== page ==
His confession had numerous factual errors and inconsistencies, according to the Arkansas Times newspaper. In a later appeal, Misskelley argued he had an I.Q. of 72 and that his “mental capacity rendered his confession involuntary,” according to court documents obtained by Oxygen.com.

Although Misskelley recanted his confession, it was enough evidence to convict him. He was found guilty of one count of first-degree murder and two counts of second-degree murder and sentenced to life in prison in February 1995, according to the Los Angeles Times.

Echols and Baldwin went on trial a month later, and the prosecution argued they had murdered the boys in a Satanic ritual. They were both found guilty on three counts of capital murder, according to the Arkansas Times. Baldwin was given life without parole, while Echols was sentenced to death by lethal injection.

In June 1996, HBO aired “Paradise Lost: The Child Murders at Robin Hood Hills,” the first of three documentaries that took a critical look at the case, highlighting law enforcement’s questionable investigation tactics and lack of physical evidence tying Echols, Baldwin and Misskelley to the murders.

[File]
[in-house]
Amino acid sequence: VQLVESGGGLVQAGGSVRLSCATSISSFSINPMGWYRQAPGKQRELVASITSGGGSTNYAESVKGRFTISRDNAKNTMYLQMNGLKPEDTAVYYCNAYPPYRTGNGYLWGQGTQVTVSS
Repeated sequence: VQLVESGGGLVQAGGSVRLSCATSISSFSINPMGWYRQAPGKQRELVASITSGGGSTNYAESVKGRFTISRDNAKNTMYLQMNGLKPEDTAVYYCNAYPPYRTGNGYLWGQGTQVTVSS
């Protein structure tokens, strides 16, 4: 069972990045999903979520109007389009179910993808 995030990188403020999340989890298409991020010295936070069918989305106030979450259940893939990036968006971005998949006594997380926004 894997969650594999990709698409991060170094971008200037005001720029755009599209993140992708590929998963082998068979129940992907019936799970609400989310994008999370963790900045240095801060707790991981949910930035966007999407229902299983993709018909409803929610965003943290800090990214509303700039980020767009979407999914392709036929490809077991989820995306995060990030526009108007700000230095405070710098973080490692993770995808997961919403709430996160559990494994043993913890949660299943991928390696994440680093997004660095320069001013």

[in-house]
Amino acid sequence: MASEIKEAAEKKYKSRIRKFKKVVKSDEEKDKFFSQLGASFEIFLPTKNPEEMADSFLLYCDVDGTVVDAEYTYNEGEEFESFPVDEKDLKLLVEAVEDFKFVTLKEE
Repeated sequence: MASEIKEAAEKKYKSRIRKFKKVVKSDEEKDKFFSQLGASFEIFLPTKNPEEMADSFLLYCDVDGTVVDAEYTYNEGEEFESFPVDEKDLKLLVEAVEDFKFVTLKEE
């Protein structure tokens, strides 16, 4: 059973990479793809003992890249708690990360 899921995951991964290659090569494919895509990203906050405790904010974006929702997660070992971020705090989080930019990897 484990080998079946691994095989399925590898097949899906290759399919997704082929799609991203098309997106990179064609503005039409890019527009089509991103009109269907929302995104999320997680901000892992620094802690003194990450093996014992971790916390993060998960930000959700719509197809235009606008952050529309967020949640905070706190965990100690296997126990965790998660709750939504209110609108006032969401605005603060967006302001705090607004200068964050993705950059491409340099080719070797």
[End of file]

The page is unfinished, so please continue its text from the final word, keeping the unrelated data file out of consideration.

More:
It also suggested that The West Memphis Three were victims of lingering “Satanic Panic,” a widespread fear in the 1980s that Satanism would infect society.

The tale of three metal-loving misfits who may have been scapegoated for being different resonated with many, including several prominent musicians, celebrities and activists.

Two tribute albums, “Free The West Memphis 3” (2000) and “Rise Above: 24 Black Flag Songs to Benefit the West Memphis Three” (2002), helped generate funds for their ongoing legal costs.

While the Arkansas State and U.S. Supreme Courts repeatedly denied the West Memphis Three’s appeals, a new batch of DNA testing done in 2007 showed that no genetic material on the crime scene evidence was a match to Echols, Baldwin or Misskelley, reported the Arkansas Democrat-Gazette.

Furthermore, a hair found in one of the ligatures used to bind the boys was found to be consistent with the DNA of Terry Hobbs, Stevie’s stepfather, according to court documents obtained by Oxygen.com.

Another hair found on a tree stump near the crime scene was found to be consistent with the DNA of David Jacoby, a friend of Hobbs, according to court documents.